If you're involved with the technology of the Internet, you ought to check out The Internet Book, by David Hoggan. This is one of several books that are available on the net in full text, another is Phil & Alex's Guide to Web Publishing, by Philip Greenspun, an MIT professor who gives away an unbelievable amount of free stuff, including the click tracking server I use to keep track of this site.
If you like to read, and you think that Amazon sucks for trying to patent one-click ordering (the major reason my book links point to Borders), then you'll no doubt be interested in BookSense, a service to allow you to "shop online at your favorite locally-owned, independent bookstore". Their page, frankly, isn't all that impressive, but Left Bank Books has a much nicer one...
Advogato posted a nice interview with Donald Knuth, Stanford mathematics professor and author of (so far), volumes 0, 1, and 2 of The Art of Computer Programming. I see from that web page that someone wimped out -- that's what they were called when I first saw them, but apparently someone changed it.
[ A quick search of Google for '"Volume 0" Knuth' comes up empty, so perhaps my memory is failing. I am getting old, you know... :-) ]
Those of you who love to hate Microsoft will enjoy Notes from the Dirty Tricks file, a pretty-much 'Microsoft Sucks' page that, for a change, documents the "here's why" that so many people leave off.
Those people open to looking at love and relationships with a non-socially-blinded eye may find Stef's Poly Post Archive, a FAQ on polyamory, interesting; my favorite entry: "Can you be poly if you hate Heinlein?"
I come a bit late to the "Bruce Tognazzini pans Apple for OS/X / Aqua" commentary. But I must agree with Tog, Apple appears to be losing track of the user-interface usability standards that they developed and promoted in the first place.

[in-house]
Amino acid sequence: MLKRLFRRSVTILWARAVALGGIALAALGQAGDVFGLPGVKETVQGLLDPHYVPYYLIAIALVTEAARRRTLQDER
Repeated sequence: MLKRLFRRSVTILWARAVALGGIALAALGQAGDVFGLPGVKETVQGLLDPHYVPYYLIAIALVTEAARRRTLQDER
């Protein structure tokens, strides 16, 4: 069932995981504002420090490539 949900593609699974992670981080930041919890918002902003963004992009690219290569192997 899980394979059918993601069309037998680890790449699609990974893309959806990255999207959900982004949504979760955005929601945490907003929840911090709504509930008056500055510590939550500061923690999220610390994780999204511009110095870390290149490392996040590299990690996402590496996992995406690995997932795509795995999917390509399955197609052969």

Gregory Aharonian sent a very interesting note to the editors of Linux Weekly News a couple weeks back.
It seems, you see, that Geoworks (to whom I won't link, merely out of spite :-) is trying to enforce some patent rights to which they think they're entitled, against the people of the Wireless Application Protocol forum.
As I noted in a Slashdot posting a while back, WAP sucks. But I like Aharonian's idea, anyway.
Only a couple of loggers noted that the FCC finally bent on low power radio. As another author pointed out, and I'm damned if I remember where -- some print editorial this past week, and I've left the papers at home -- if there are still a bunch of unlicensed local pirates this time next year, the FCC won't have pushed hard enough.
It's also worth noting that Internet people may have the chance to do some good in this market: we already understand everything except the FM. And, also, that this just misses being moot -- the Internet is advancing fast, but not quite fast enough.
And finally for this batch, this thing is really cool, and it'll drive Sony's pricing down from about $800 for the same thing, but what happens when someone hacks it.
Note that I said "when", implementors of such consumer products almost never do their homework properly on security. "Why would someone break into that?" Because they can. "And, here, Auntie Em, is a picture of" "Oh, my God!" .
[ Much of that is, yes, stuff I found other places, and I no longer remember where. Apologies to the folks who did find it, and see below. --j ]